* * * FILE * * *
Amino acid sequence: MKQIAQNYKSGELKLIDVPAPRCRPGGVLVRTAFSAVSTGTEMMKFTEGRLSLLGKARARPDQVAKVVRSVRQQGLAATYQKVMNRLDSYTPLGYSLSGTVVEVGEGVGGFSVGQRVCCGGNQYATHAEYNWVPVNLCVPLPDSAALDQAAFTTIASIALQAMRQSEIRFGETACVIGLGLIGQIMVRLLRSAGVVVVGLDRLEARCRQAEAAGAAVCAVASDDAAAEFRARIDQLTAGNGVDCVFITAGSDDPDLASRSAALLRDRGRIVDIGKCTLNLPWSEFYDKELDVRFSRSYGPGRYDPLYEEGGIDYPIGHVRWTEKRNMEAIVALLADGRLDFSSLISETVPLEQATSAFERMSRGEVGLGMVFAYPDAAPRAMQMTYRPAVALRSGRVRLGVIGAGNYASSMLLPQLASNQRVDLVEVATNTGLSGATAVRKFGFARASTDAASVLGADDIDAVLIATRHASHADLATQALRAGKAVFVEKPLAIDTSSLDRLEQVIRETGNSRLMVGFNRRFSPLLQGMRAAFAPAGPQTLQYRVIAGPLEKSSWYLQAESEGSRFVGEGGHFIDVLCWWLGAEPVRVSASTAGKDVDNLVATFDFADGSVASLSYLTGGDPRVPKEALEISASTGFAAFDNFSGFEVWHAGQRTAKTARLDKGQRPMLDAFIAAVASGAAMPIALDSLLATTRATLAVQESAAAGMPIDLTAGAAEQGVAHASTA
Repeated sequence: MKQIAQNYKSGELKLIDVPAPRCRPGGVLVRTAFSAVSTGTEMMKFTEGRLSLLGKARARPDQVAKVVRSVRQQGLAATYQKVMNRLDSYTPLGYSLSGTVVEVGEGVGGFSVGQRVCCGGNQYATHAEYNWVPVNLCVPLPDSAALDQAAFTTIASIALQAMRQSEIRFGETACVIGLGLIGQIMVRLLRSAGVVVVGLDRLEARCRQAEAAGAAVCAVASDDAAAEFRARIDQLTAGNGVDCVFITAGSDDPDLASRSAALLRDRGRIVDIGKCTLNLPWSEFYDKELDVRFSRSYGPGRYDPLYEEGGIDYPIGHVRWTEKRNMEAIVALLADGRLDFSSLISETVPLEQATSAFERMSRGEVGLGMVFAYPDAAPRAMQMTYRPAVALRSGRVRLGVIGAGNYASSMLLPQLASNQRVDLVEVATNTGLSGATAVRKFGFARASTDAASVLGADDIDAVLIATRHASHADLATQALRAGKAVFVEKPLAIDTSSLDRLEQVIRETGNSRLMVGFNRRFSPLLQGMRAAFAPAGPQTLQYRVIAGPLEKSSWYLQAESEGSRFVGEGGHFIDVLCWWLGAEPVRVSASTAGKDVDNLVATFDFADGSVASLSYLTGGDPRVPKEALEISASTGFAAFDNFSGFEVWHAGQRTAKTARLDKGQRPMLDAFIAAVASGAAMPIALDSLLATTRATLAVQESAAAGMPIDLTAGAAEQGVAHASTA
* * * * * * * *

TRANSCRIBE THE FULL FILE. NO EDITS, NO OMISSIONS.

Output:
Amino acid sequence: MKQIAQNYKSGELKLIDVPAPRCRPGGVLVRTAFSAVSTGTEMMKFTEGRLSLLGKARARPDQVAKVVRSVRQQGLAATYQKVMNRLDSYTPLGYSLSGTVVEVGEGVGGFSVGQRVCCGGNQYATHAEYNWVPVNLCVPLPDSAALDQAAFTTIASIALQAMRQSEIRFGETACVIGLGLIGQIMVRLLRSAGVVVVGLDRLEARCRQAEAAGAAVCAVASDDAAAEFRARIDQLTAGNGVDCVFITAGSDDPDLASRSAALLRDRGRIVDIGKCTLNLPWSEFYDKELDVRFSRSYGPGRYDPLYEEGGIDYPIGHVRWTEKRNMEAIVALLADGRLDFSSLISETVPLEQATSAFERMSRGEVGLGMVFAYPDAAPRAMQMTYRPAVALRSGRVRLGVIGAGNYASSMLLPQLASNQRVDLVEVATNTGLSGATAVRKFGFARASTDAASVLGADDIDAVLIATRHASHADLATQALRAGKAVFVEKPLAIDTSSLDRLEQVIRETGNSRLMVGFNRRFSPLLQGMRAAFAPAGPQTLQYRVIAGPLEKSSWYLQAESEGSRFVGEGGHFIDVLCWWLGAEPVRVSASTAGKDVDNLVATFDFADGSVASLSYLTGGDPRVPKEALEISASTGFAAFDNFSGFEVWHAGQRTAKTARLDKGQRPMLDAFIAAVASGAAMPIALDSLLATTRATLAVQESAAAGMPIDLTAGAAEQGVAHASTA
Repeated sequence: MKQIAQNYKSGELKLIDVPAPRCRPGGVLVRTAFSAVSTGTEMMKFTEGRLSLLGKARARPDQVAKVVRSVRQQGLAATYQKVMNRLDSYTPLGYSLSGTVVEVGEGVGGFSVGQRVCCGGNQYATHAEYNWVPVNLCVPLPDSAALDQAAFTTIASIALQAMRQSEIRFGETACVIGLGLIGQIMVRLLRSAGVVVVGLDRLEARCRQAEAAGAAVCAVASDDAAAEFRARIDQLTAGNGVDCVFITAGSDDPDLASRSAALLRDRGRIVDIGKCTLNLPWSEFYDKELDVRFSRSYGPGRYDPLYEEGGIDYPIGHVRWTEKRNMEAIVALLADGRLDFSSLISETVPLEQATSAFERMSRGEVGLGMVFAYPDAAPRAMQMTYRPAVALRSGRVRLGVIGAGNYASSMLLPQLASNQRVDLVEVATNTGLSGATAVRKFGFARASTDAASVLGADDIDAVLIATRHASHADLATQALRAGKAVFVEKPLAIDTSSLDRLEQVIRETGNSRLMVGFNRRFSPLLQGMRAAFAPAGPQTLQYRVIAGPLEKSSWYLQAESEGSRFVGEGGHFIDVLCWWLGAEPVRVSASTAGKDVDNLVATFDFADGSVASLSYLTGGDPRVPKEALEISASTGFAAFDNFSGFEVWHAGQRTAKTARLDKGQRPMLDAFIAAVASGAAMPIALDSLLATTRATLAVQESAAAGMPIDLTAGAAEQGVAHASTA